Invitation to the Seniors of the Swiss Community

DSCN9687Once again, the Swiss Club of Victoria is able to host a Christmas Afternoon for the Seniors of the Swiss Community. This event is possible thanks to the financial support of the Swiss Society of Victoria and the collaboration and help of the Trachtengruppe Schwyzergruess.

The entertainment will be provided by the club’s sub-groups; the  Swiss Folk Dance Group Alpenrose,  Swiss Companion Singers and the SwissKids.

This complimentary afternoon of friendship and conviviality is open to all Swiss Nationals 70 years and older.DSCN9709

Saturday, 3. December 2016, at 2 pm, Club Restaurant, 1st Floor of the Swiss Club of Victoria

RSVP A MUST not later than 25 November 2016

Please fill in the booking form – bookings are only confirmed once you have received a confirmation email. 

Swiss National Costumes on display on 1 August 15

schweizer-trachten-22-aks-ca-1940Thanks to the generosity of our members, we are able to display a selection of exquisite Swiss National Costumes including hats and accessories as well as some fine examples of “Chuttelis” for men with beautiful embroideries.  

Switzerland with its rich history has a distinctive visual style, especially so in its traditional costumes that charm locals and tourists alike.
Traditional costumes provide an insight into the textile history of a country or a region. They reveal earlier fashion trends be it the cut, the materials, trimmings, accessories and jewelry used. In addition, Switzerland has a diverse history of textile art, including silk making and embroidery.

From St Gallen embroidery, Appenzell hand embroidery, Neuchâtel lace to the Zurich silk industry and the Silk ribbon and ribbon weaving industry, the history of the textile trade in Switzerland is one of success but also crisis, a glamorous world with a shady side. Today, few reminders of its former glory remain.

Switzerland’s traditional costumes have been influenced by many different cultures, and yet they remain  very distinctive. Costumes were first worn in the 18th century to reflect a growing awareness of rural regional identity and status. During that time, Switzerland enjoyed a period of wealth that allowed for luxurious, creative embroidery and lace-work. That influence is still seen in traditional Swiss clothing today.

The traditional dress vary from canton to canton. Women‘s costumes in particular often differ within the regions of a canton, virtually all of which have festive and everyday costumes.

Today, unlike in Germany & Austria, where they remain an every day clothing item, Swiss traditional costumes can mainly be seen at cultural events and processions.

Striking examples of traditional costumes are the black Bernese costumes embellished with silver or the Engadine costume made of red wool. Jackets often feature complex embroidery on the cuffs. Silk ribbons adorn straw hats, and many regions include silk aprons as part of their traditional costume.IMG_5795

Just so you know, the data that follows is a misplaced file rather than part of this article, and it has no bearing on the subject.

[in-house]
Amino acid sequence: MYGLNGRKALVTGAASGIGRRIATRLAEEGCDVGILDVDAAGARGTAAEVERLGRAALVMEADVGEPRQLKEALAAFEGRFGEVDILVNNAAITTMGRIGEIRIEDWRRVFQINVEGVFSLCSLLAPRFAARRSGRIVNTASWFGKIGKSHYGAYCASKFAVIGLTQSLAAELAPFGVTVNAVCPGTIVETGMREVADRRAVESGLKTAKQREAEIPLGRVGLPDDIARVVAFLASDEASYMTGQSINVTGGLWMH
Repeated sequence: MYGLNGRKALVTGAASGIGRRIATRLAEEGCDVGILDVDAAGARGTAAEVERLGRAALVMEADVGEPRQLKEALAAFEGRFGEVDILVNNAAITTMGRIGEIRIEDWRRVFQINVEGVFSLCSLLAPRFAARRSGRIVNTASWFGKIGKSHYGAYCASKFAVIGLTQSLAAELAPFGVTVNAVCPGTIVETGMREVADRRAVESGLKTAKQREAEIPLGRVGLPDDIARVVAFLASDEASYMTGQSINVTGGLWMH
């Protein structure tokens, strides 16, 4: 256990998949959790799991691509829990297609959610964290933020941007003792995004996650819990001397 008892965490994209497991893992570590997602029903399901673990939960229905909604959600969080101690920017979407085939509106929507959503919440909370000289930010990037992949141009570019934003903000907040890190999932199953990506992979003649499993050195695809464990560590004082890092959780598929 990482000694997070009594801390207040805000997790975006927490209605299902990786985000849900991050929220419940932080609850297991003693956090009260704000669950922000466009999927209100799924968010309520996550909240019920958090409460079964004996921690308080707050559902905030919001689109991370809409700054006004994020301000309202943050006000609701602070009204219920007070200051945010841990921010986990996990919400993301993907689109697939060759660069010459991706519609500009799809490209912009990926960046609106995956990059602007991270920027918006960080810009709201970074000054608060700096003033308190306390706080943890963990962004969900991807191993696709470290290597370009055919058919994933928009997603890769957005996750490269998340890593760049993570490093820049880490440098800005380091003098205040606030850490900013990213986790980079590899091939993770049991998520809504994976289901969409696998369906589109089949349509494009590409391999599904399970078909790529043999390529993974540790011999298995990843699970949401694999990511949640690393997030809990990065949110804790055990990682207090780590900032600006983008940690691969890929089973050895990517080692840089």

Most commonly seen in the canton of Zurich are the Wehntal costume, with its bright blue apron, and that of the Knonauer Amt region, the Burefeufi (named after the V-shaped apron tied round the back).

When it comes to men’s traditional attire, the “Berner Mutz”, an embroidered black jacket with short sleeves, is generally well known, as is the “Appenzeller Sennentracht” with yellow trousers and a silver spoon earring or the embroidered blue blouse of Central.

The Swiss National Costume Association oversees representations of Swiss traditional dress in the media and arts and holds a national costume gathering each year.

Learn more about the beautiful Swiss traditional costumes on 1 August from 11.30-4.30 pm on the Second Floor at the Swiss Club.

A brief history of cheese fondue

Who knew that the first known recipe for fondue is listed in a Zurich cookbook published in 1699?

despite the snow

When the first flurries of winter creep over the land, thoughts turn to comforting foods like fondue. When people think of fondue they think of pots of melted steaming cheese, and bread. Inspired by the alps, and visions of “The Sound of Music“, fondue parties became popular in the 1970s, and diversified to the likes of fondue bourguignonne where meat is cooked in oil, fondue chinoise (basically a hot pot using broth), and the ubiquitous chocolate fondue. At one point it may have gotten out of control somewhat, as humorist writer Eugene Epstein, remarks upon in his 1968 book “Once upon an Alp“. Tongue in cheek he mentions fondue irlandaise, which is new potatoes cooked in boiling water, and fondue suédoise – meatballs cooked in whale oil.


When did cheese fondue originate? Legend has it fondue originated high alps of Switzerland, a meal derived from the leftover remnants of…

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